Regards,

Michael
LinkedIn Privacy Team

Which still didn't answer my question, so yet another request for direction. . .

Michael,

I appreciate you're giving me a managed approved form response to my individually thoughtout and written feedback -- and that you're required to do so.

But to be honest, it's starting to make me feel placated

That said -- my question is still unanswered.

-- I'm not finding any documentation concerning a 30,000 connection limit. Can you help point me towards that information?


Christopher J. Marcinko

Which got another rehash of the "We can not interpret the User Agreement for you" form email. . .

Hi Christopher,

Thank you for your response,

As stated in the previous messages, We cannot interpret the User Agreement or Privacy Policy for you or tell you how it would be applied in any hypothetical situation or any case not specifically addressed in those documents.

Regards,

Michael
LinkedIn Privacy Team

To which I responded as one last shot to get a straight answer. . .

Michael,

Im sorry, i think there is some confusion

I'm not challenging your user agreement comments. I have provided my feedback on the matter, and have (again, with respect) basically just assumed that your leadership is requiring your team to respond with the generic form letter you have already sent.

My final pending question is simple. I just am looking for where the max 30,000 limit is documented. It's my thought that any other hard/static limits would also be documented.

After all, we both have better things to do with our day than deal with this specific issue. I just want to stay in compliance long term.

Christopher J. Marcinko

Which, to Michael's credit -- he did step away from his team's form letters and tried to answer directly (if only by quoting the User Agreement Policy). . .

Hi Christopher,

Please see section 4 OUR RIGHTS AND OBLIGATIONS:

Part D:

Connections and Interactions with other Users.

You are solely responsible for your interactions with other Users. LinkedIn may limit the number of connections you may have to other Users and may, in certain circumstances, prohibit you from contacting other Users through use of the Services or otherwise limit your use of the Services. LinkedIn reserves the right, but has no obligation, to monitor disputes between you and other members and to restrict, suspend, or close your account if LinkedIn determines, in our sole discretion, that doing so is necessary to enforce this Agreement.

Regards,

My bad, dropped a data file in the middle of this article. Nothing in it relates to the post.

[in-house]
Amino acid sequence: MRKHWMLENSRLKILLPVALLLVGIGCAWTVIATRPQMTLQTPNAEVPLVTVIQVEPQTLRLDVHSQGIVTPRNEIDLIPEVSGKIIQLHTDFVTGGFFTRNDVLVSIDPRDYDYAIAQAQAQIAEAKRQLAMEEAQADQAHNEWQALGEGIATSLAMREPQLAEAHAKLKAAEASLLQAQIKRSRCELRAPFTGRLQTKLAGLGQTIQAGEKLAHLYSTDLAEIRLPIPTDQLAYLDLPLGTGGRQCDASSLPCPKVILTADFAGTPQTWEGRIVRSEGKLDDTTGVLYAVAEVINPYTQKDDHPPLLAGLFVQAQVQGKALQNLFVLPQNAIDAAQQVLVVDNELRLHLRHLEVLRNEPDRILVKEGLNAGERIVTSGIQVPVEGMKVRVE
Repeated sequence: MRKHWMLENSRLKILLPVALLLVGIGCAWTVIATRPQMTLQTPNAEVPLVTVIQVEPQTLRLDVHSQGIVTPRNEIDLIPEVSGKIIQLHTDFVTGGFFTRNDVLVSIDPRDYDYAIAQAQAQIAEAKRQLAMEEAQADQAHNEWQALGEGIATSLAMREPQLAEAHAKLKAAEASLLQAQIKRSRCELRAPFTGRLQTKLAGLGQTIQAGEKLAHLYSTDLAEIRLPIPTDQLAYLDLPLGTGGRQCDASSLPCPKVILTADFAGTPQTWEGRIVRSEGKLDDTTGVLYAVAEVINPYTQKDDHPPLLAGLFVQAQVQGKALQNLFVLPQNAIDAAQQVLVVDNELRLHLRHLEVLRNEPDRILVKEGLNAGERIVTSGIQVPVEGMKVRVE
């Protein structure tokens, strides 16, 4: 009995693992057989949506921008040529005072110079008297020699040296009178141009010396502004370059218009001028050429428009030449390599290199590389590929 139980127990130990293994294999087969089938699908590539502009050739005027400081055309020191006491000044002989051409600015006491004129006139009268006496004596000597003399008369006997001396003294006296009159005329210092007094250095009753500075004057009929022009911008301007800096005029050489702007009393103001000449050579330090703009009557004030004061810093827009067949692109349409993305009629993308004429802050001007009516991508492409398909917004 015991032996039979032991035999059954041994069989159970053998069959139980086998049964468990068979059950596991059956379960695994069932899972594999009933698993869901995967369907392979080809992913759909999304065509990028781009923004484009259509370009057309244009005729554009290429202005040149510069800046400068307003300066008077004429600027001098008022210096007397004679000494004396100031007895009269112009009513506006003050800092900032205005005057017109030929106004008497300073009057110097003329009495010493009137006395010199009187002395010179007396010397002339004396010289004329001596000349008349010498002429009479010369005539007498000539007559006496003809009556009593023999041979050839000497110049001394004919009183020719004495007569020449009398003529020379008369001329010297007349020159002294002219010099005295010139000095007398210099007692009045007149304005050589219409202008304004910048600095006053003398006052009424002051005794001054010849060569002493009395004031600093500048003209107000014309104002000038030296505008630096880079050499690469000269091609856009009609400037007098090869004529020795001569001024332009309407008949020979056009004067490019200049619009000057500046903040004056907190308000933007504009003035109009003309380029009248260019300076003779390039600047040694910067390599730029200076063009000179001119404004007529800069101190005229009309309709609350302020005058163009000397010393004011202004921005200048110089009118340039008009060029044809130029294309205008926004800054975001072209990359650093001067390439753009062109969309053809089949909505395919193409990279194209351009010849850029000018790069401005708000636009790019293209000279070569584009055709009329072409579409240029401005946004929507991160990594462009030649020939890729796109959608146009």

Michael
LinkedIn Privacy Team

This seems to be final answer (if not the standards list for which I was requesting), and I believe Michael has been able to give me all the info he has been allowed to on the matter. I closed the loop, and thanked him for his time. . .

Michael,

Thank you

Forgive my confusion.

Because you referenced a mandatory limit being applied in my situation, I was expecting your team to simply reference mandatory standards document listing applicable limits. One I could quickly reference at a glance. One that I could easily adhere to.

I was not expecting just a vague "We have the right to do this at our discretion" policy document without any criteria defining the limits standards you are specifically referencing

I'm gathering from my own searches and your feedback that such a true standards document of limits does not actually exist and that your team is simply enforcing an undocumented policy that users are expected to know, without given any reason to actually know.

And to be honest, I really expected more from such a mature service as LinkedIn.

I appreciate the your personal efforts to resolve my confusion. I have no ill will towards you as a person or the Linkedin Corporation. And I recognize you are simply trying to work within the parameters set forth by your leadership.

I hope in the future, such things can be better documented and advertised as so we can both spend our time on far more important matters.

Take care

Christopher J. Marcinko

And sadly, Michael stepped back into his form letters, cutting/pasting/resending the standard 'thank you for your feedback' response. . .

Hi Christopher J.,

Thank you for your response,

As stated in the previous messages, you feedback from members like you provides us with many insights that identify the needs of our customers. I sent your message to our research and development team for review and consideration in future developments.

Although every idea cannot be individually responded to or implemented, please know that we do monitor suggestions quite closely for recurring themes. I would like to invite you to follow us on Twitter http://twitter.com/linkedin or check out the LinkedIn Blog http://blog.linkedin.com for the latest notifications on site improvements. Both options are great ways to stay informed about new releases and exciting work going on behind the scenes here at LinkedIn.

Regards,

Michael
LinkedIn Privacy Team

He may or may not be a real person. Who knows.

And clearly this 30,000 connection limit is an undocumented standard. One they don't want to officially advertise, for whatever the reasoning that might be behind it. Seems like they really really REALLY want their users to understand the rules they're expected to work under, but they don't want to proactively list them for anybody on the outside of LinkedIn to reference. Very weird.

And I'm not sure why they're being so secretive about this after the fact either. Though I gather they're usually responding to angry people (something I'm not) about this apparently undocumented standard. And have developed a management approved response pushing the company line when the complaints come in. (Regardless if it would only make an angry person, well, far angrier)

But good golly. A standard level of customer service requires some professional decorum. That's true in any service, free or otherwise.

That said, I have found no SLA for customer service in their 'User Agreement' either. And as I "cannot interpret the User Agreement for any hypothetical situations", I guess only LinkedIn really knows if one is actually in place. Or if it would even apply to situations that do not directly benefit their team.

Sigh. At least posting this may/will help the next guy running into the same problem.

Back to other (actually important) things in life.